One of the biggest headaches for health and social care workers is how to make sense of their duty of care. On the one hand we’re told that we must take steps to ensure safety and on the other hand we need to respect people’s rights to make their own decisions, even if they’re risky. This can be a delicate balance to strike.
How not to be hanged
It’s true that the law surrounding duty of care can be complicated but care workers aren’t expected to have the same knowledge as barristers. We’re expected to understand the basic principles of care law, to know what to do if we’re unsure and we have to act reasonably. We don’t even need to be right every time. We only need to be reasonable.
This 90 minute webinar/tutorial is designed for workers who are far too busy delivering care to spend their time reading through long reports of legal precedent. It covers the basic points we all need to be safe ‘at the coal face’ of care delivery in a practical, work-based way that is both engaging and understandable.
Delivered in plain English, the basic message of ‘Hanged if you do – Hanged if you don’t’ is
By taking the mystery and complicated jargon out of the equation, Stuart Sorensen guides workers step by step from basic principles to a solid understanding of duty of care. Real life stories and clear examples are used throughout to make the webinar both absorbing and easy to apply in practice.
This series of blog posts first appeared a few years ago on a now defunct blog called ‘Care Training’. It was inspired by the training maxim of ‘making the unconscious conscious’. It is intended to take what really ought to be the most basic principles of health and social care and put them down on paper. The series isn’t only an exercise in stating the obvious though whatever the title might suggest. It’s actually intended as a philosophical foundation manual for workers and informal carers to help them get their care ‘on track’ and then to keep it that way.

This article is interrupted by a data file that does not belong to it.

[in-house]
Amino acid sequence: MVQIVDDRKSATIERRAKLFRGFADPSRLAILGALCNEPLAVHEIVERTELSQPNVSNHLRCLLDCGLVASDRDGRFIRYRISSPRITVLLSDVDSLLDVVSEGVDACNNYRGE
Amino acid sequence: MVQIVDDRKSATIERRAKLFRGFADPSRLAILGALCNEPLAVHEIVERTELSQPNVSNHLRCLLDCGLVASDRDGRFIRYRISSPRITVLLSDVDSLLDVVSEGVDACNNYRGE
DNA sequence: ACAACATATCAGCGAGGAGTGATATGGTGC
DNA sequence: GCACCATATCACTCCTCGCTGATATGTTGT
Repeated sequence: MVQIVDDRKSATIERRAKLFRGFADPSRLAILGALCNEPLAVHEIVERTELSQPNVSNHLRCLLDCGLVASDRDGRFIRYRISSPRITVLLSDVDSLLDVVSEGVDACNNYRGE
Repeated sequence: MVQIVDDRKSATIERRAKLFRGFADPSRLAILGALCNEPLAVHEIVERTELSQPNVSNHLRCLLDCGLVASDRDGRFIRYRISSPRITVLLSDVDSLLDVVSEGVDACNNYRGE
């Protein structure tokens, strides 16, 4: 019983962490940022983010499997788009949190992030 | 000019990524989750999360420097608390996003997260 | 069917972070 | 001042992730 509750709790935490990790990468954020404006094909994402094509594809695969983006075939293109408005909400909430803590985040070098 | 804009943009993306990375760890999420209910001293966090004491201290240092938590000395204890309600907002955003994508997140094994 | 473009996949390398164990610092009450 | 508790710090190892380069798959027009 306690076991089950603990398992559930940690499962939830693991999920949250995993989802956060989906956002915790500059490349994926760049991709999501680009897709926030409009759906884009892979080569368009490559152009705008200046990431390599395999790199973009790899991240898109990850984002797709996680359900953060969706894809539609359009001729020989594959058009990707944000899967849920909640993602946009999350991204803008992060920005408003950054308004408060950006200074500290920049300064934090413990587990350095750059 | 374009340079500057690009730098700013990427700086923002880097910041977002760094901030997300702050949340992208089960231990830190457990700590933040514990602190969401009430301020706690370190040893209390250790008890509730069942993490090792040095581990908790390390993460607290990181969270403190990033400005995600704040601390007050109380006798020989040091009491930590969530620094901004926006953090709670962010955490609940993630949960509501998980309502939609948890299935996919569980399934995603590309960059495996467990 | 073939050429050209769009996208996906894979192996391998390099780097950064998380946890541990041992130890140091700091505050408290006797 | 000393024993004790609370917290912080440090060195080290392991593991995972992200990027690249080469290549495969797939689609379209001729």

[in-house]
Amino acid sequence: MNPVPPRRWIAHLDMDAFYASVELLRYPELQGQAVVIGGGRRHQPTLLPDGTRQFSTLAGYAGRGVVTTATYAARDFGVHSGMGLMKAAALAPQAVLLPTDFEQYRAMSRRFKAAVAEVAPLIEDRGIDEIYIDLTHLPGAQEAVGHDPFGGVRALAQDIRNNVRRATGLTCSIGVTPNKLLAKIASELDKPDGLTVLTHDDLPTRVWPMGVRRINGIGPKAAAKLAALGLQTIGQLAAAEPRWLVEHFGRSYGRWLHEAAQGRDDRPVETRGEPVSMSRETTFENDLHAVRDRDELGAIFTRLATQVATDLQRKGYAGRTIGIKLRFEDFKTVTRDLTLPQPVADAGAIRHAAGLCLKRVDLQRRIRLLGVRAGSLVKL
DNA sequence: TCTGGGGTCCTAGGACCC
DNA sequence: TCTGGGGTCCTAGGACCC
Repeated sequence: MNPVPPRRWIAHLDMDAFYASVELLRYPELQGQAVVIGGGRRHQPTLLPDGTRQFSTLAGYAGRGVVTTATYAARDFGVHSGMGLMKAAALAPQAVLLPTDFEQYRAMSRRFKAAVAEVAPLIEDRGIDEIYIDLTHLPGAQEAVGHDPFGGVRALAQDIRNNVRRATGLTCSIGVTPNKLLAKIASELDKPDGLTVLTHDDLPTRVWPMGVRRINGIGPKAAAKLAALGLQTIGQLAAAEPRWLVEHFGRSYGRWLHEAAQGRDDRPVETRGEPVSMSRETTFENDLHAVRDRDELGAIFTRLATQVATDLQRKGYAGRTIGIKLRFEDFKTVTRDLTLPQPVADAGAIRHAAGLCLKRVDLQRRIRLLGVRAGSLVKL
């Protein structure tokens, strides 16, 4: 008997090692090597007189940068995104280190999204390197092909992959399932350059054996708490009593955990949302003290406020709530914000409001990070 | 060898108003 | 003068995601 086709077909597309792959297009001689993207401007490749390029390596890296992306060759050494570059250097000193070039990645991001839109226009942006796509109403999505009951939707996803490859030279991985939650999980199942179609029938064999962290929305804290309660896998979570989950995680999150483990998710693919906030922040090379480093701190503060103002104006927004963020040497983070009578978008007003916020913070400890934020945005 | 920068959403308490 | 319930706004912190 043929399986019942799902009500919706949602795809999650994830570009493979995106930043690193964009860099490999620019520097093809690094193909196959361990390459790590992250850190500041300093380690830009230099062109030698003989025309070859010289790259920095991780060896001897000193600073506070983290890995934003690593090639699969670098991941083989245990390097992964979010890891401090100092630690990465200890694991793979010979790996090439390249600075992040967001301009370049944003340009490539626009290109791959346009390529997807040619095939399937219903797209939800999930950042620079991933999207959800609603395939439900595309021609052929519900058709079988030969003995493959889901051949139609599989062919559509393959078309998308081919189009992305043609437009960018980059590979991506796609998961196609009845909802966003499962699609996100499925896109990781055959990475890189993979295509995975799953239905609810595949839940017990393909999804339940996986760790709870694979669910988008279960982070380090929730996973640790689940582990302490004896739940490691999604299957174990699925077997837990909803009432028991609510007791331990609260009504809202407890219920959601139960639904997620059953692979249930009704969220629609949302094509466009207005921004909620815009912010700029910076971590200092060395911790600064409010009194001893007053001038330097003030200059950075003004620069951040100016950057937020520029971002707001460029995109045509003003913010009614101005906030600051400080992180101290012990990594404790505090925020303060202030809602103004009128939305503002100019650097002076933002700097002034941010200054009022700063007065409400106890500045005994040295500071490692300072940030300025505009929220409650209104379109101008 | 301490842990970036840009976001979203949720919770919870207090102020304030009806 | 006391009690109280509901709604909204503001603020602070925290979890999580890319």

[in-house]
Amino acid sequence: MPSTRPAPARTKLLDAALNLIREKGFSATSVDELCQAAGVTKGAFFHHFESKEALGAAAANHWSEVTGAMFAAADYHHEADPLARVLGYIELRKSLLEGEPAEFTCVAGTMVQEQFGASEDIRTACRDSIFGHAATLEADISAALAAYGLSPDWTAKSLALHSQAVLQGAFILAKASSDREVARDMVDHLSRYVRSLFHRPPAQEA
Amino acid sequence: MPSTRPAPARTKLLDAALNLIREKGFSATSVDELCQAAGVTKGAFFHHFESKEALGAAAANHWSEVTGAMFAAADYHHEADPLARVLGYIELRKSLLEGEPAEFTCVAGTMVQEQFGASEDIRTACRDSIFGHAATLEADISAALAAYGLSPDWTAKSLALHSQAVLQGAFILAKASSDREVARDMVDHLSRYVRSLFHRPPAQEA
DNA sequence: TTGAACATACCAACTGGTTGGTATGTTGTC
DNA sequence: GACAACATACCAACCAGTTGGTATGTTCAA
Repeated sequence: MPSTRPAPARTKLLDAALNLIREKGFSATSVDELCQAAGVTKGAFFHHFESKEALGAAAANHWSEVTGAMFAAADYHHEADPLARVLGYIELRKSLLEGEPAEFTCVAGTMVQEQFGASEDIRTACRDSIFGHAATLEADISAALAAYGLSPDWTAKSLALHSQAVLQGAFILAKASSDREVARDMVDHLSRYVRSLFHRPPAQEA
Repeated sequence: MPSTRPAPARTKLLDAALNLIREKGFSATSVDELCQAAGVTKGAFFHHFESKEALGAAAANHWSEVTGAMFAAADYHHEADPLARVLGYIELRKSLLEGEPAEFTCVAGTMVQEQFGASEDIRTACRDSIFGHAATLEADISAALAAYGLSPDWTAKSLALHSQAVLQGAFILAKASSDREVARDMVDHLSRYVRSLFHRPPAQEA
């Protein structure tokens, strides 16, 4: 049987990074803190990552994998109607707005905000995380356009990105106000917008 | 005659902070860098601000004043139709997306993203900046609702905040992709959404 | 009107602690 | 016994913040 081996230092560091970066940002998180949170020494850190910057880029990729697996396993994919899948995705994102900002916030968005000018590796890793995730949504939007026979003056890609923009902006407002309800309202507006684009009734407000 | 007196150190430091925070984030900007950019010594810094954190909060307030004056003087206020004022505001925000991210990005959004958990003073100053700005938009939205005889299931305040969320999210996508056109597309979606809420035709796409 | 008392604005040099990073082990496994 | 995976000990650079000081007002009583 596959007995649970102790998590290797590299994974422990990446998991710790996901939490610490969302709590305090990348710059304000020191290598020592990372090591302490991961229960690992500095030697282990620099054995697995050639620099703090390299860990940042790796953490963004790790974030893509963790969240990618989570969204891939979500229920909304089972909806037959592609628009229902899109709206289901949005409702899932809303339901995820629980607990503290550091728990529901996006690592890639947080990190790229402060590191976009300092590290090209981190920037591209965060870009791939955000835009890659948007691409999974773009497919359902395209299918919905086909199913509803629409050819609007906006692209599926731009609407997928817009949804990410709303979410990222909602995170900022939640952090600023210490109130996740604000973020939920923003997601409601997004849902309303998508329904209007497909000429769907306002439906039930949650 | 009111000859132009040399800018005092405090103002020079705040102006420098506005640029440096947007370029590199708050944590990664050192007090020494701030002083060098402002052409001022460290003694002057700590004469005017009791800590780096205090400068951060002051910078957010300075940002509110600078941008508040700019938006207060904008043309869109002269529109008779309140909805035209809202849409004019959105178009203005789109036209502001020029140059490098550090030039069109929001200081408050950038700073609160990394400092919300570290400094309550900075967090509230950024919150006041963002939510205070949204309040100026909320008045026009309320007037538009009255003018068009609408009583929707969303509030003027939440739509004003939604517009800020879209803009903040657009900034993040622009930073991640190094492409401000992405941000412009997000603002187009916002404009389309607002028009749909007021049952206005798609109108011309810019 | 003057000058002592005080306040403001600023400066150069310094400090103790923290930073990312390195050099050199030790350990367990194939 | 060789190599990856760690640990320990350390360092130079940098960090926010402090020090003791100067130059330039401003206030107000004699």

Many people are confused about the exact nature of their Duty of Care toward the people they look after. To a large extent this is because they think that they are somehow accountable for the actions of other people (in this case the client or service-user).
This gives people the sense that they are:
Hanged if they do and Hanged if they don’t
In reality, you are responsible only for what you do – not for what your client does. If you do all that you can within the law to minimise risk, to help them to make decisions in their best interests and to help the client to cope more effectively then you have fulfilled your duty of care. This is true whatever the outcome might be.
You are not responsible for someone else’s behaviour.
You are responsible for your own behaviour in the situation in which you find yourself (including acting to keep others safe when necessary).
You are not expected to take away people’s rights to choose if they are able to.
Care workers are judged upon process – not upon outcome.